That’s how a customer experience should feel.
I was delighted!
I was delighted because I could focus on the task (video creation) rather than on why I wasn’t able to accomplish the task.
For me, this delight had me rummaging through my hard drives looking for things I could edit. How crazy is that? Isn’t that how you want your customers to feel when they use your products?
On a similar note, my wife recently got an Oculus VR Headset. She loves it. It just works. Granted, it takes some setting up, but it has seemed pretty close to plug and play.
In addition to the immersive video games, you can also immerse yourself in 360 videos.
I have a 360 camera (Insta360 One X2) and happen to have some 360 videos. Until now, it’s been little more than a novelty. However, by uploading a video from a flight I made earlier this year—a task that took 3 hours to upload 15 minutes (18GB) of video—we could immerse ourselves (one-at-a-time) in that flight. It was surreal. It was literally like being in the plane again.
I was delighted!
Elements of my recent delights
These delightful experiences had a few things in common.
- I could focus on, and enjoy, MY goals because the tools to achieve them didn’t get in the way or call out for attention that distracted me from my goals.
How does a tool call out for attention? By constantly insisting that you do things for the tool and not for your goals. For example, demanding that you: change these settings, upgrade this video card, add more hard drive, download this plug-in, don’t forget to save before it crashes, and, of course, crashing.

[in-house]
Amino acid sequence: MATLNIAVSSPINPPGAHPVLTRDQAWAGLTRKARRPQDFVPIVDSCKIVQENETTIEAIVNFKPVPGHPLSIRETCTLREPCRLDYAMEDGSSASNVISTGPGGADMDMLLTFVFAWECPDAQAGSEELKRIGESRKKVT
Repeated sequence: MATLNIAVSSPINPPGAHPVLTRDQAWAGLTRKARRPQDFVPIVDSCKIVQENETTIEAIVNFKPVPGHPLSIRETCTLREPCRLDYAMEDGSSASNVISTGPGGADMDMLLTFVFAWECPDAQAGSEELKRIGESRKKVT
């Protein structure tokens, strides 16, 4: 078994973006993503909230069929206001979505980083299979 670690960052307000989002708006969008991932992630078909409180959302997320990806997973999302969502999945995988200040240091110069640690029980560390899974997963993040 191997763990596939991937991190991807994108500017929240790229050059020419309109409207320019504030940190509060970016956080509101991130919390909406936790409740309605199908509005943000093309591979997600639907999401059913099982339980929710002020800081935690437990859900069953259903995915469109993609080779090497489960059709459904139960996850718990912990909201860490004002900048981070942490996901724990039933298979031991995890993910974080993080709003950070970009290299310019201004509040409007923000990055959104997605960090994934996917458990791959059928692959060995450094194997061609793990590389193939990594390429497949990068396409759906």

If you say, “But you need to do that to accomplish your goal,” you’re missing the point.
- The tools were easy to apply to the task. They seemed to know what I wanted to do and help me do it.
- I could be successful in incremental steps. I didn’t have to learn everything to do anything.
- When I needed help to learn something, I could find it quickly—quickly enough to not lose my flow. The resources helped me continue and they didn’t stop me such that finding the answer became my primary task—displacing the accomplishment of my goal (thank you to all those creators on YouTube for the 3-minute, task-focused tutorials! You are the unsung heroes of the internet).
- I was able to accomplish my goal and see that there was also more to learn. That made me immediately successful and showed that could continue to learn more.
Yes! Technical documentation can delight customers
How do I approach this?
- Know that it’s possible. You can’t achieve a goal if you don’t think it’s possible.
- Understand the customers’ journeys and where your documentation intersects with them.
- Know that customers come to your documentation as a means to an end (that is, accomplishing their goal). Shorten the distance to their goal wherever and however you can. This starts by knowing what their goals are and what obstacles they might face in trying to achieve it.
- Know that the product might contribute to users’ frustrations, even if it’s also part of the solution. Identify and communicate ways to improve the product.
- Know that this is a moving target. Today’s delight becomes tomorrow’s expectation. Keep on the lookout for what will delight them tomorrow.
Now, it’s back to my video archive to find more videos to edit.